As it turns out, the popular saying and song might not be true - what doesn’t kill you might not make you stronger.
I received a welcome email from a former client. Unfortunately, it was about an all too familiar subject that we typically don’t acknowledge as leaders and organizations. It wasn’t about him. It was about his brother who desperately needed help. As an over-functioning executive, he had hit the proverbial wall after years of working crazy hours and functioning more like a machine than a human.
After reading the email and before responding, my mind flashed back to 2015. After visiting four doctors, I finally got a diagnosis and treatment that put me back on track. It was a recipe for the making - business was at an all-time high, I was writing a book, training for a half-Ironman, planning a wedding and raising three kids as a single mom. Looking back, it’s no surprise my body had landed in adrenal fatigue and burnout. The lesson learned was loud and clear - it wasn’t physically, mentally or emotionally possible to do it all without a high price.
Both of these examples are more commonplace than ever and finding company in record numbers. According to a Harvard Business Review article published in 2017, stress-related health care costs accounted for $125 billion to $190 billion annually. Even in those age 45 and under, burnout is increasingly resulting in not only burnout, but type 2 diabetes, heart disease, gastrointestinal issues, high cholesterol and the ultimate price – death.
The article emphatically states it’s not a talent management or HR problem, it’s an organizational problem. I’ll take it to the next layer and say it may even be a culture problem. It can start with the messages and modeling from the top. In all fairness, the finger can’t always be pointed at the organization or the culture. Individuals with high energy, drive and intensity are more prone to taking on as much as possible. Those who have been programmed their worth is tied to their productivity can also be at risk. And, of course, these three may or may not be mutually exclusive.
Fast forward and the plot thickens. In 2019, employee burnout escalated to the point where the World Health Organization began recognizing it as an occupational phenomenon and included it in their 11th Revision of the International Classification of Diseases. Early on in 2020 when we found ourselves working from home, happiness briefly rose. Why not? With the promise of more balance, no commute time and the ability to intersperse some home tasks. It worked pretty well - until it didn’t.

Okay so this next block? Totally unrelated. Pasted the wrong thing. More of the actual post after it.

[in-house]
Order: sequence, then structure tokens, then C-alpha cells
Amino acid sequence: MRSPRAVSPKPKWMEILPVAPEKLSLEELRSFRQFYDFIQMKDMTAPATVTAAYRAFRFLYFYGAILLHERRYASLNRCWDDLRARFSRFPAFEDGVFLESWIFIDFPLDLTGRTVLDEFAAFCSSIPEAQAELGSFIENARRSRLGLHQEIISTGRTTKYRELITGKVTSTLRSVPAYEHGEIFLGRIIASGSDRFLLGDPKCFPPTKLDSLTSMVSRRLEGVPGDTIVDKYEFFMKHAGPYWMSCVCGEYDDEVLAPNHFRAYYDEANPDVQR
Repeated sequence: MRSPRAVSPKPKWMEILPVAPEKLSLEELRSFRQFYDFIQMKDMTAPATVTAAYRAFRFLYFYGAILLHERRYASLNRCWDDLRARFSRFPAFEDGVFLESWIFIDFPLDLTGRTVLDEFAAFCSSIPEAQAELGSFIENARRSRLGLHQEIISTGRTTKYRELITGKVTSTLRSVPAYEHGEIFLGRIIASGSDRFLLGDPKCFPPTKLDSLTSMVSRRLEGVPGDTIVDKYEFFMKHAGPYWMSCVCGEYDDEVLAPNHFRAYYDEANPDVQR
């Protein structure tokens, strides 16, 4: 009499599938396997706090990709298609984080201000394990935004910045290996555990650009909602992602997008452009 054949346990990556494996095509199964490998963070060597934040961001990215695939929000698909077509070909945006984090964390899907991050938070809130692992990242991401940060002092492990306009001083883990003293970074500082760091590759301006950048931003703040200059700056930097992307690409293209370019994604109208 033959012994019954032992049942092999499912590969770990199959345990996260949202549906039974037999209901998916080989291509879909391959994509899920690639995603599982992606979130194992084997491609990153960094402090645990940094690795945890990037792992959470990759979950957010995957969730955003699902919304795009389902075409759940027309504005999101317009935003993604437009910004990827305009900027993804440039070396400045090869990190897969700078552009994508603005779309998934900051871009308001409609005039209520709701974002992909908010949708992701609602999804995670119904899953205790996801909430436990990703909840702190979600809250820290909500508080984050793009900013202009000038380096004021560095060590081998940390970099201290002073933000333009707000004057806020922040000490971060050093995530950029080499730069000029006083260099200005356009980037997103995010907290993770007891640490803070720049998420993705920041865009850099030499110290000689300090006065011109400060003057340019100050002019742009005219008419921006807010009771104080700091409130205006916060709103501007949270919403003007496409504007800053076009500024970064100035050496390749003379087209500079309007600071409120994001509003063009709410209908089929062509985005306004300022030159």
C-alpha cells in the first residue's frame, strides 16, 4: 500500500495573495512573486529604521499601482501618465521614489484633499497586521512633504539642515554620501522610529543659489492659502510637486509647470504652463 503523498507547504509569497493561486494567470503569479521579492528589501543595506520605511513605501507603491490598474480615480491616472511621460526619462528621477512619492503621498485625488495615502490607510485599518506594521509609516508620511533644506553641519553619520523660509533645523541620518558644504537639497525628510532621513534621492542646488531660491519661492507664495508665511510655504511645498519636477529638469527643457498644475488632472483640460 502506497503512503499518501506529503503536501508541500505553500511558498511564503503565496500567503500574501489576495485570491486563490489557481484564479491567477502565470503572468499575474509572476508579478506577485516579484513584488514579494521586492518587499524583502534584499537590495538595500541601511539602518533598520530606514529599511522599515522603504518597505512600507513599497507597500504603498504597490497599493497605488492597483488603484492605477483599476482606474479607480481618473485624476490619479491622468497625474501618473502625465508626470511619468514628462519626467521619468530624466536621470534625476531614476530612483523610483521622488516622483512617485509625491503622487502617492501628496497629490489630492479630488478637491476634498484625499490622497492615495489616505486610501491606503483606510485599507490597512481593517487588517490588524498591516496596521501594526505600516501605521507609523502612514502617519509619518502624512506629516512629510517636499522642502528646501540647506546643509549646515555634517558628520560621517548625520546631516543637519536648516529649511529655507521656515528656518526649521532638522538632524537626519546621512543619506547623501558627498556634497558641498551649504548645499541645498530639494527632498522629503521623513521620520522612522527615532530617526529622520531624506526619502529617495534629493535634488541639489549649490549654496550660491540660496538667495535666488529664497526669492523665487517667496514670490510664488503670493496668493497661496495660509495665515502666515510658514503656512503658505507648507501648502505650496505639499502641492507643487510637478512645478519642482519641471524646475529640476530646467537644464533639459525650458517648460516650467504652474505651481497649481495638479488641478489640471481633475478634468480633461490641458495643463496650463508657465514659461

For the more than half of Americans who started working from home, the lines blurred quickly with no separation from work. We lived at work 24/7 physically and mentally with an uptick in ubiquitous access to technology. What was gained in commute time, was reallocated to work demands vs. family, exercise or other healthy outlets.
If this sounds close to home for you, or your team or organization, here are some ways to take back control to avoid or overcome burnout:
1- “Know Thyself” - What takes you to a place of over functioning? If you have the CliftonStrengths™ of Achiever or Responsibility (Execution Strengths), and/or the Influencing Domain Strength of Maximizer, this naturally can lead you to over achieve or a drive toward perfection. Combined with a culture that encourages long hours and too many projects, you’re more likely to be taken beyond your personal edge or capacity. An awareness of what creates the likelihood for you to consistently exhaust yourself by always going above and beyond is a good start in working on numbers 2-5 below.
2- Create boundaries – Physically shut down the computer or work phone. Close the office door. Change clothes. Bring an end to the day tangibly and symbolically. Refuse to check messages throughout the evening. Set a precedent by modeling what you are and aren’t willing to do because of the impact personally as well as on the culture. Send a strong message by what you do, not just what you tell others to do.
3- Enlist an accountability buddy to help you – Ask a co-worker, a coach or a family member to be a partner in helping you realize “when to say when”. Those who know us best can have an objective birds-eye view on how we’re really doing. Ask and then allow them to help you and hold you accountable.
4- Engage in self-care – Notice the personal habits that don’t work well for your own physical or mental well-being. Whether it’s too much caffeine in the morning, an extra glass of alcohol at night or certain foods that spike inflammation or glucose levels, it might be time to get the gummy bear jar off the desk and cut it back to one cup or glass. If you take the time to listen to your body, it will tell you what you need as well as what you don’t.
5- Delineate between how you define success and impact – Is it time to redefine either or both of these personally and professionally? Have a list of three priorities each week and day. Stay focused on these for at least 80% of your defined workday. Remember, impact is the difference you make on a project, a team member or a client. It’s not the number of hours you work or how busy you are. Stop confusing busyness and a 70-hour work week with impact and success.
Burnout is real. It’s kicking butts and taking names. If it’s not affecting you, guaranteed it’s affecting those you may not even realize are struggling. Engage your team members in conversations that give insight into where they really are and what they need to stay healthy. Walk the talk. Listen. Act.
Because compromised health and well-being, low morale and turnover won’t make you stronger.